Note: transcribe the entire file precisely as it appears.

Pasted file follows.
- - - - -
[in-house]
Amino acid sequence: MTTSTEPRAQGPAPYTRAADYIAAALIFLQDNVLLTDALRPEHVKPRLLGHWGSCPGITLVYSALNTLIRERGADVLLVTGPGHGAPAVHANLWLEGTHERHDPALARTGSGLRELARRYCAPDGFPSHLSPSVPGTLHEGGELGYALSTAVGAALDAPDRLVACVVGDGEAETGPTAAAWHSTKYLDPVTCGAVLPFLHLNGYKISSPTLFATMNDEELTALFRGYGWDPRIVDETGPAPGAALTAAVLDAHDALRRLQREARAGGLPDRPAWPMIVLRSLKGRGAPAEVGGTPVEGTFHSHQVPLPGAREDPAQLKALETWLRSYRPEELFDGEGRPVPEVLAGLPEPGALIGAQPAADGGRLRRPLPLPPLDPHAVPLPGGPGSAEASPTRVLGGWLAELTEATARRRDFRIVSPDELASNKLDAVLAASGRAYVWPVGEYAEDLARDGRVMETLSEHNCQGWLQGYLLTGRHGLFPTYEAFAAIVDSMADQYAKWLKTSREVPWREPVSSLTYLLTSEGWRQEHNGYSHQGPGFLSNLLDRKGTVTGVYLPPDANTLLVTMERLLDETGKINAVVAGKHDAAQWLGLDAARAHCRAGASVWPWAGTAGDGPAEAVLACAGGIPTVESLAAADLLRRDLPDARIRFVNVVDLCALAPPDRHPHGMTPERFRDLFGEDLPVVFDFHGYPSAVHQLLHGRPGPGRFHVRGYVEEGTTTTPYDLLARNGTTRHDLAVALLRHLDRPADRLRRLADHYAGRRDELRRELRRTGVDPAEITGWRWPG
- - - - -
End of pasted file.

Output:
[in-house]
Amino acid sequence: MTTSTEPRAQGPAPYTRAADYIAAALIFLQDNVLLTDALRPEHVKPRLLGHWGSCPGITLVYSALNTLIRERGADVLLVTGPGHGAPAVHANLWLEGTHERHDPALARTGSGLRELARRYCAPDGFPSHLSPSVPGTLHEGGELGYALSTAVGAALDAPDRLVACVVGDGEAETGPTAAAWHSTKYLDPVTCGAVLPFLHLNGYKISSPTLFATMNDEELTALFRGYGWDPRIVDETGPAPGAALTAAVLDAHDALRRLQREARAGGLPDRPAWPMIVLRSLKGRGAPAEVGGTPVEGTFHSHQVPLPGAREDPAQLKALETWLRSYRPEELFDGEGRPVPEVLAGLPEPGALIGAQPAADGGRLRRPLPLPPLDPHAVPLPGGPGSAEASPTRVLGGWLAELTEATARRRDFRIVSPDELASNKLDAVLAASGRAYVWPVGEYAEDLARDGRVMETLSEHNCQGWLQGYLLTGRHGLFPTYEAFAAIVDSMADQYAKWLKTSREVPWREPVSSLTYLLTSEGWRQEHNGYSHQGPGFLSNLLDRKGTVTGVYLPPDANTLLVTMERLLDETGKINAVVAGKHDAAQWLGLDAARAHCRAGASVWPWAGTAGDGPAEAVLACAGGIPTVESLAAADLLRRDLPDARIRFVNVVDLCALAPPDRHPHGMTPERFRDLFGEDLPVVFDFHGYPSAVHQLLHGRPGPGRFHVRGYVEEGTTTTPYDLLARNGTTRHDLAVALLRHLDRPADRLRRLADHYAGRRDELRRELRRTGVDPAEITGWRWPG